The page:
Parents warned over fake toy chemical dangers
Parents buying presents for their children this Christmas are being warned about dangerous levels of chemicals found in fake toys.
Investigators from Trading Standards in Warwickshire have this month found counterfeit figures replicating merchandise from Disney’s Maleficent film contained 18 times the legal limit of phthalates.
The use of phthalates, which can disrupt children’s hormones, leading to a risk of cancer, asthma and fertility problems in later life, is tightly restricted across Europe and toy manufacturers and products must contain no more than 0.1%.
In January, fake Frozen dolls were found to contain high levels of phthalates, with thousands of the toys seized from shops in Pontefract and West Yorkshire.
Other cheap imports and counterfeit products such as dolls, swimming goggles, fancy dress make-up, false nails and loom bands have also been seized or recalled because of unacceptable levels of the substance.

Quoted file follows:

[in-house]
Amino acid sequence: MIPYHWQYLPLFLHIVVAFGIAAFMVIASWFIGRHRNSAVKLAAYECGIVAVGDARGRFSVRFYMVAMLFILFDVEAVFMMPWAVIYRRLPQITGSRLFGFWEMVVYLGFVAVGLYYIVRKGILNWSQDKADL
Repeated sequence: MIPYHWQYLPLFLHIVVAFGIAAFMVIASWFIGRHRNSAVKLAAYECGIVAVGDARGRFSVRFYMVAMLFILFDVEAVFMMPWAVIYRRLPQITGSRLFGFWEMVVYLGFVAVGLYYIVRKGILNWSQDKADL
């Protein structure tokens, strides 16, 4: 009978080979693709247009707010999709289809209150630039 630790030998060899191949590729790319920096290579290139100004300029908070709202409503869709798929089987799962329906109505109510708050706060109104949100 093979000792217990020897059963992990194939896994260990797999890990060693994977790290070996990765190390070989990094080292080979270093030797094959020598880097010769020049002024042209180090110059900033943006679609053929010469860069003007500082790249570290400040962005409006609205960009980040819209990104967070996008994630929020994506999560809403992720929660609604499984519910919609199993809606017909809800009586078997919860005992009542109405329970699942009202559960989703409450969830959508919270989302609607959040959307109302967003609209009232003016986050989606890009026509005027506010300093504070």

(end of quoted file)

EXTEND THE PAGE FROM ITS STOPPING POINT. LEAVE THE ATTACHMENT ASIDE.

Robert Chantry-Price, of the Chartered Trading Standards Institute, is reported as saying: “It is frightening to think that large quantities of phthalates are still being used in children’s toys, especially when it can cause such serious long-term consequences to a person’s health.
“Phthalates are carcinogenic, mutagenic and can cause reproductive problems but, despite legislation to the contrary, significant amounts of these substances can be found in a wide range of toys and child care products.
“If these toys fall into the hands of very young children or babies, it’s more likely they will chew on the plastic and consume the chemicals.”
“Trading standards services are continuously working to tackle the issue but it is vital that consumers remain vigilant too,” he added.
He advised parents to be cautious and buy only from reputable shops, beware of products that are drastically cheaper and look at the packaging for the distributor’s details and a CE mark.